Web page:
2008
06.11

More Fun with Interop

Now let’s say we have a “C” exported function that looks something like this:

void MyFunction(void* myData);

This, of course, is inherently unsafe, because the void* could represent anything. In the wonderful world of “C”, however, such a construct is frequently used.
We must assume that the caller knows exactly what the called function is expecting the void* to point to. Knowing that, then, how would we call this function from C#? Good question.
I puzzled over it a bit before realizing that a void* is allowed in C#. No way, you say. That’s what I thought.

Using P/Invoke for this example, in your DllImport declaration, just put the “unsafe” keyword like so:

        [DllImport("MyDLL.dll")]
        public static unsafe extern void MyFunction(void* myData);

Using “unsafe” allows the code to compile and the compiler to be happy with a void* in C#. Cool. So how do you call it from C#?
This is one of those instances where you need to create a “pinned” address so the garbage collector doesn’t move the memory around during the call. For the sake of simplicity in this example we are just going to use an array of bytes for the void*. Put everything in an “unsafe” block so the C# compiler is happy with a void* :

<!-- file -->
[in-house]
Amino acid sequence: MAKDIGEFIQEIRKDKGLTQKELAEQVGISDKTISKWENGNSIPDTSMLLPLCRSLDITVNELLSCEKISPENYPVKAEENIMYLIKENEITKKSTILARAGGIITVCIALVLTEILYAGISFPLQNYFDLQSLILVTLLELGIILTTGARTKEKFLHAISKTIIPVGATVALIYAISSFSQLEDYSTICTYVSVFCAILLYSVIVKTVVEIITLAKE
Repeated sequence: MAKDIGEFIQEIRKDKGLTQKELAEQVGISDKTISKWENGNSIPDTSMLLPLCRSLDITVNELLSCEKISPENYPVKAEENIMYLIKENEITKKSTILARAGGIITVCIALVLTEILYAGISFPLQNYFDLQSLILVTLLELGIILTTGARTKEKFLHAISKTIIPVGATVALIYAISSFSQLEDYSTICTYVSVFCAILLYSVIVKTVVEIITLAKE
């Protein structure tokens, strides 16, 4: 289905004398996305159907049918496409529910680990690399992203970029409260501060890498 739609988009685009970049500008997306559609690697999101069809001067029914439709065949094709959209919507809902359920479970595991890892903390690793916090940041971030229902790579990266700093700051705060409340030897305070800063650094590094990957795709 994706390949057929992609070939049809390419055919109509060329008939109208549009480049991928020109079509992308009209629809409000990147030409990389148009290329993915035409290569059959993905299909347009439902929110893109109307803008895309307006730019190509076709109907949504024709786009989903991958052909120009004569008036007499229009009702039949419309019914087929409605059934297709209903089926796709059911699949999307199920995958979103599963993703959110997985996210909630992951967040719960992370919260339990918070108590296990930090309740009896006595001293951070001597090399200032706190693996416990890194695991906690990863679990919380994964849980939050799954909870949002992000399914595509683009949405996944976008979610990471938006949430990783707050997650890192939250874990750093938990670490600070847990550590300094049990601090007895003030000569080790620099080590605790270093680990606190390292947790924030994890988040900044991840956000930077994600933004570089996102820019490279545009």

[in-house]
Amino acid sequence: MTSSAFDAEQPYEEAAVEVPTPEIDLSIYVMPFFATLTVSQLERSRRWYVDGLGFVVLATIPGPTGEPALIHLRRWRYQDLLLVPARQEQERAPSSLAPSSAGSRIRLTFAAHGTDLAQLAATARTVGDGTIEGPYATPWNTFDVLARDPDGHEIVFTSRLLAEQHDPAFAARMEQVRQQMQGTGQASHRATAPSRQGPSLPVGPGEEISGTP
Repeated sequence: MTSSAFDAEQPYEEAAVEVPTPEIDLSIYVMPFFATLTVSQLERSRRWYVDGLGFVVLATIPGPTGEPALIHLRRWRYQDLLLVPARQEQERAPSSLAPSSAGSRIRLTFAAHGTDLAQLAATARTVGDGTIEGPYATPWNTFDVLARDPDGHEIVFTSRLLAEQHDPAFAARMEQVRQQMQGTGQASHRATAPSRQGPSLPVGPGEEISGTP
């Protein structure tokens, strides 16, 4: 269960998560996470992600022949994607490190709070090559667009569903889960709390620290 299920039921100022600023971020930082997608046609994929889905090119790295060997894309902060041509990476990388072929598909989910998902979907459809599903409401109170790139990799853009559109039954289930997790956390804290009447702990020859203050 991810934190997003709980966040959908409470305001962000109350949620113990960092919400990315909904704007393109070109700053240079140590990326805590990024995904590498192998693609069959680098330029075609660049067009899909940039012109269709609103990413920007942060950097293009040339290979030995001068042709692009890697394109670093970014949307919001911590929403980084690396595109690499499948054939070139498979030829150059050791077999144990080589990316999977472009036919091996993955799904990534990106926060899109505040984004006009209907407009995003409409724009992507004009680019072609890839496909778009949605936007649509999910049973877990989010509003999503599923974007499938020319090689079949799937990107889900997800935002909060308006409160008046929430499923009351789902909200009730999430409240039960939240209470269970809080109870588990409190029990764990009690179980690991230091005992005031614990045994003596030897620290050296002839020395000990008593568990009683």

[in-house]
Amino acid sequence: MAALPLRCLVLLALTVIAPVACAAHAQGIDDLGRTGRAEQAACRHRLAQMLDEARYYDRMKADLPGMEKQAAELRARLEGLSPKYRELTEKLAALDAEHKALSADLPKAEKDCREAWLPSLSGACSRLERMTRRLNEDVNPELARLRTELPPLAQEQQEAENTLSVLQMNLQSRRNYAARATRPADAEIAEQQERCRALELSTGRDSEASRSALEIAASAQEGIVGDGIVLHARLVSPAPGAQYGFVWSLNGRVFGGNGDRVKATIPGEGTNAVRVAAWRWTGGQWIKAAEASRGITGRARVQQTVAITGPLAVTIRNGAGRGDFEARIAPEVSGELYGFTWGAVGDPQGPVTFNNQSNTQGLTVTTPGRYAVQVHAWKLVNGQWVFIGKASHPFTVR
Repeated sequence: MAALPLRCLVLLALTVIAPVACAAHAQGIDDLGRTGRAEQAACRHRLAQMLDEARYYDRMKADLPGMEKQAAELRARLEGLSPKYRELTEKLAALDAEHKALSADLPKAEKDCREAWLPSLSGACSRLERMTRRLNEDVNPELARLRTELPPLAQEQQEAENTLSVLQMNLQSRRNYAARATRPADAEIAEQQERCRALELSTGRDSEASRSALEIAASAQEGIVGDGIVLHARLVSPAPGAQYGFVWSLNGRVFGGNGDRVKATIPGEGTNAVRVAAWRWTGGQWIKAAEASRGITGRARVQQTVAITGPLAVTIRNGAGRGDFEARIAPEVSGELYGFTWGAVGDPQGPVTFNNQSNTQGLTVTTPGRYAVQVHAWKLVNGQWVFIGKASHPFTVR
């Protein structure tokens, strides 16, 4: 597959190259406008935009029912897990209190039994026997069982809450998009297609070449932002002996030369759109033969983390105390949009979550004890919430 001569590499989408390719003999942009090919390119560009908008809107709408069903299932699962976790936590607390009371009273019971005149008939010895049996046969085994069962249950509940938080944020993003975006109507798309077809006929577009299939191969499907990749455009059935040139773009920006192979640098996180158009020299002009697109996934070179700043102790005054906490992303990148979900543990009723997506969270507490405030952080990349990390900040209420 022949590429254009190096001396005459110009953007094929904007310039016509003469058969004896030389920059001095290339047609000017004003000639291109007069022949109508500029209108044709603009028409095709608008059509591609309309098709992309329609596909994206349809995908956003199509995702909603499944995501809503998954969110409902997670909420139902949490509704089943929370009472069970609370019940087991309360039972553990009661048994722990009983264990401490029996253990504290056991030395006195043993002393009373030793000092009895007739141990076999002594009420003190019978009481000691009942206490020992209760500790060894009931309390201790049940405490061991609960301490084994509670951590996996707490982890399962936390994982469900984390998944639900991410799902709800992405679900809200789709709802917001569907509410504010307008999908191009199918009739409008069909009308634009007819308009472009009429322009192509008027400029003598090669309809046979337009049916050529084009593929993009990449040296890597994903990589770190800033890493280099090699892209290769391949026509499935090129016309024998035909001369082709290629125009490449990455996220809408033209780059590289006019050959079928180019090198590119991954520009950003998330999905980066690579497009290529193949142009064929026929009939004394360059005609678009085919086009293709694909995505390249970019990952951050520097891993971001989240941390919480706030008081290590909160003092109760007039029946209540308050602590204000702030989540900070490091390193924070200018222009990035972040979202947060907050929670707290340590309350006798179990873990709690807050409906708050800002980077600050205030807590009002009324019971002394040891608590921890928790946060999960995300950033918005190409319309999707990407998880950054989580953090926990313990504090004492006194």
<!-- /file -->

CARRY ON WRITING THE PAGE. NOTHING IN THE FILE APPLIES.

public void AMethod()
{
  unsafe
  {
    void* vaddr = null;
    Array arr = Array.CreateInstance(typeof(byte), 10);
    GCHandle handle = GCHandle.Alloc(arr, GCHandleType.Pinned);
    vaddr = (void*)handle.AddrOfPinnedObject();
    //Call the DllImport function
    MyFunction(vaddr);

    if (handle.IsAllocated)
      handle.Free();
  }
}

Assuming that MyFunction “knows” that it is going to get an array of 10 bytes (in this case), the call will work and both the C++ and C# sides will be happy. Of course, you probably should put something interesting in the array before sending it across. I’ll leave that to you.

midniteblogger